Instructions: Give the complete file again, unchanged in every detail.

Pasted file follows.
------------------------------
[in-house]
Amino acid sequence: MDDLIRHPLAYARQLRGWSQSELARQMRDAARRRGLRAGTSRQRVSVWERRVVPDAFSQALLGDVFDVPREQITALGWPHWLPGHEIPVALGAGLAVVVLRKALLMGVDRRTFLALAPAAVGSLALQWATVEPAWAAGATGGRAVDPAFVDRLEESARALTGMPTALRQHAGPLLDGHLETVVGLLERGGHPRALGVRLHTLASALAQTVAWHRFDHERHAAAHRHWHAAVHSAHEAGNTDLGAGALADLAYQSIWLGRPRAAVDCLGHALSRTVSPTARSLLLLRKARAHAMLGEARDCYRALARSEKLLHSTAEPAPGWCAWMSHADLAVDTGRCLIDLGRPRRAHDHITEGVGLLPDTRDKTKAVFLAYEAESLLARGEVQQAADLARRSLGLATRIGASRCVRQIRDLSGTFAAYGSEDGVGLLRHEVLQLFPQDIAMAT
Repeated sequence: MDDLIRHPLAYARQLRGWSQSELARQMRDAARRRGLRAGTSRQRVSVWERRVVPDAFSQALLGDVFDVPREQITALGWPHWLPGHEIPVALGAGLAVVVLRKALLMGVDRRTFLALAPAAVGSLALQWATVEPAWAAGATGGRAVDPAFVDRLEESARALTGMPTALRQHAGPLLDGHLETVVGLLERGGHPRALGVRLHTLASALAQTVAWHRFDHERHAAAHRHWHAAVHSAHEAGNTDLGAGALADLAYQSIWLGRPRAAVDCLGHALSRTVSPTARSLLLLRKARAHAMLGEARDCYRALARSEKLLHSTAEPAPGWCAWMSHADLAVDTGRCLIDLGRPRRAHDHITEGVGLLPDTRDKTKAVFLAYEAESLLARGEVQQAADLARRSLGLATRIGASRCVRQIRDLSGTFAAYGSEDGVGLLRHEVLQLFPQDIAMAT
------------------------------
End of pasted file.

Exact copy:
[in-house]
Amino acid sequence: MDDLIRHPLAYARQLRGWSQSELARQMRDAARRRGLRAGTSRQRVSVWERRVVPDAFSQALLGDVFDVPREQITALGWPHWLPGHEIPVALGAGLAVVVLRKALLMGVDRRTFLALAPAAVGSLALQWATVEPAWAAGATGGRAVDPAFVDRLEESARALTGMPTALRQHAGPLLDGHLETVVGLLERGGHPRALGVRLHTLASALAQTVAWHRFDHERHAAAHRHWHAAVHSAHEAGNTDLGAGALADLAYQSIWLGRPRAAVDCLGHALSRTVSPTARSLLLLRKARAHAMLGEARDCYRALARSEKLLHSTAEPAPGWCAWMSHADLAVDTGRCLIDLGRPRRAHDHITEGVGLLPDTRDKTKAVFLAYEAESLLARGEVQQAADLARRSLGLATRIGASRCVRQIRDLSGTFAAYGSEDGVGLLRHEVLQLFPQDIAMAT
Repeated sequence: MDDLIRHPLAYARQLRGWSQSELARQMRDAARRRGLRAGTSRQRVSVWERRVVPDAFSQALLGDVFDVPREQITALGWPHWLPGHEIPVALGAGLAVVVLRKALLMGVDRRTFLALAPAAVGSLALQWATVEPAWAAGATGGRAVDPAFVDRLEESARALTGMPTALRQHAGPLLDGHLETVVGLLERGGHPRALGVRLHTLASALAQTVAWHRFDHERHAAAHRHWHAAVHSAHEAGNTDLGAGALADLAYQSIWLGRPRAAVDCLGHALSRTVSPTARSLLLLRKARAHAMLGEARDCYRALARSEKLLHSTAEPAPGWCAWMSHADLAVDTGRCLIDLGRPRRAHDHITEGVGLLPDTRDKTKAVFLAYEAESLLARGEVQQAADLARRSLGLATRIGASRCVRQIRDLSGTFAAYGSEDGVGLLRHEVLQLFPQDIAMAT